Am I Truly My Brother’s Keeper or Do I Follow “the Standards”?
By: John “Skip” Coleman
Imagine our surprise a while back when Toledo (OH) Fire-Rescue bought and accepted delivery on new self-contained breathing apparatus (SCBA) only to discover that the newfangled buddy-breathing connection that we spent several hundred dollars on was in essence not worth a plug nickel!
At the time we received our new SCBAs, I was still the operations deputy and just taking the recommendations of our training chief. We were preparing to set up in-service when we learned that no one recognizes, condones, or otherwise advocates buddy breathing.
We just purchased more than 100 new SCBAs with a “trans-fill” system that allows one firefighter to give half of his air supply to a firefighter running low on air or out of air. The manufacturer said not to use it (because of liability) and we could find no agency that advocates buddy breathing.
Well, now what were we going to do? I taught more than 150 recruit firefighters how to buddy breathe between 1984 and 1987-not to mention the students from state fire schools and other fire departments and fire brigades that passed through our academy. We trained using older SCBA with belt-mounted regulators and corrugated breathing tubes. I taught recruits to “pass the facepiece,” place the breathing tube of the firefighter with the bad or no air into the facepiece of the firefighter with good air. And, as a last resort, we taught them to stick the breathing tube inside their fire coats-a tough but viable option. Now with the new mask-mounted regulators (MMR), only one of these options is available–and no one will let you do it!
So, we have SCBA with buddy-breathing devices that we aren’t supposed to use, and the guy who sold it to us says that we shouldn’t use it either. Now what do we do?
Some advocate that a firefighter should wait until his fellow firefighter passes out from hypoxia and then drag him out! Others advocate using the trans-fill exclusively. To me, this creates two problems. One is panic during connection. If you don’t have a plan for such an emergency and the person without air tries to connect, he may be to “excited” to successfully find the connections in a blacked-out environment. If the person with the good air tries to make the connection, the firefighter out of air may try to assist and do more harm than good. Two, if you don’t practice this skill at least monthly (and that may not even be often enough), when it comes time to actually perform this skill, you will never be able to do it–especially with gloves on! Become as proficient in this as you are at putting on your hood!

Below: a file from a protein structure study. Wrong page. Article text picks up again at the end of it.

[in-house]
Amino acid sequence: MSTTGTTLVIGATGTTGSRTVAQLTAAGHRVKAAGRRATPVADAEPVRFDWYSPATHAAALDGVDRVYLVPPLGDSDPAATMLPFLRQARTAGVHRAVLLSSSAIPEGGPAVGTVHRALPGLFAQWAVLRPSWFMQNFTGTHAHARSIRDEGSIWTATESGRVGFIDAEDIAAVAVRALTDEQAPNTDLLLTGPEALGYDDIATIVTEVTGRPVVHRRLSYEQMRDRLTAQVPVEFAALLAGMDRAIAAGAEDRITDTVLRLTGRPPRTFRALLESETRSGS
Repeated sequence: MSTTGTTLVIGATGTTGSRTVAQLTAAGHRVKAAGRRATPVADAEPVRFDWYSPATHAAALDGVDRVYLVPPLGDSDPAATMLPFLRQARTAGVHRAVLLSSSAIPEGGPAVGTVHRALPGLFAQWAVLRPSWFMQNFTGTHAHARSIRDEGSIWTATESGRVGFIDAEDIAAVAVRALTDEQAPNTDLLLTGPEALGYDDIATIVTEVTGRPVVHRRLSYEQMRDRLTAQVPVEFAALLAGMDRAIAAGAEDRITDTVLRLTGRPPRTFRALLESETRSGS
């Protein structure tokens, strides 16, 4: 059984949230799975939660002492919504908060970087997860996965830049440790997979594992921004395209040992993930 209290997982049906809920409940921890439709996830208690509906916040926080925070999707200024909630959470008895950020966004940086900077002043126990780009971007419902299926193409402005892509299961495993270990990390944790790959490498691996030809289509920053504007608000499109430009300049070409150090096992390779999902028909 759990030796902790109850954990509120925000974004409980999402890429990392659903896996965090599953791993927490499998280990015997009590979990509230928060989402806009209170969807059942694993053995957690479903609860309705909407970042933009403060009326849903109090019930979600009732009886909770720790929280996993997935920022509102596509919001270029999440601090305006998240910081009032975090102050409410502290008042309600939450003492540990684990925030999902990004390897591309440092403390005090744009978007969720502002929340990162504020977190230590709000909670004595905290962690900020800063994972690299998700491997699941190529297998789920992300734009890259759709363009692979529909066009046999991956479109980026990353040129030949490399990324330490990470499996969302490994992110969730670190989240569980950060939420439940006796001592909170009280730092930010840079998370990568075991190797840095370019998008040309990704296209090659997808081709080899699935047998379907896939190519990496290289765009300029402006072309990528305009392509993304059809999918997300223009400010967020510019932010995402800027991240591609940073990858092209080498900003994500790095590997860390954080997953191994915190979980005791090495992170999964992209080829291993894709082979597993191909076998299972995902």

Here is the bottom line: In my opinion, we have outsmarted ourselves here. I don’t care what plan you have, but make sure you have a plan (and if I’m out of air, I hope your plan isn’t to let me pass out and then drag me out!). I know what I would do if you ran out of air; I also know that the guys from NIOSH and OSHA and everywhere else won’t like it, but at least I have a plan.
John (Skip) Coleman, deputy chief of training and EMS, Toledo (OH) Department of Fire and Rescue, is the author of Incident Management for the Street-Smart Fire Officer (Fire Engineering, 1997) and Managing Major Fires (Fire Engineering, 2000). He is an editorial advisory board member of Fire Engineering and a member of the FDIC Educational Advisory Board.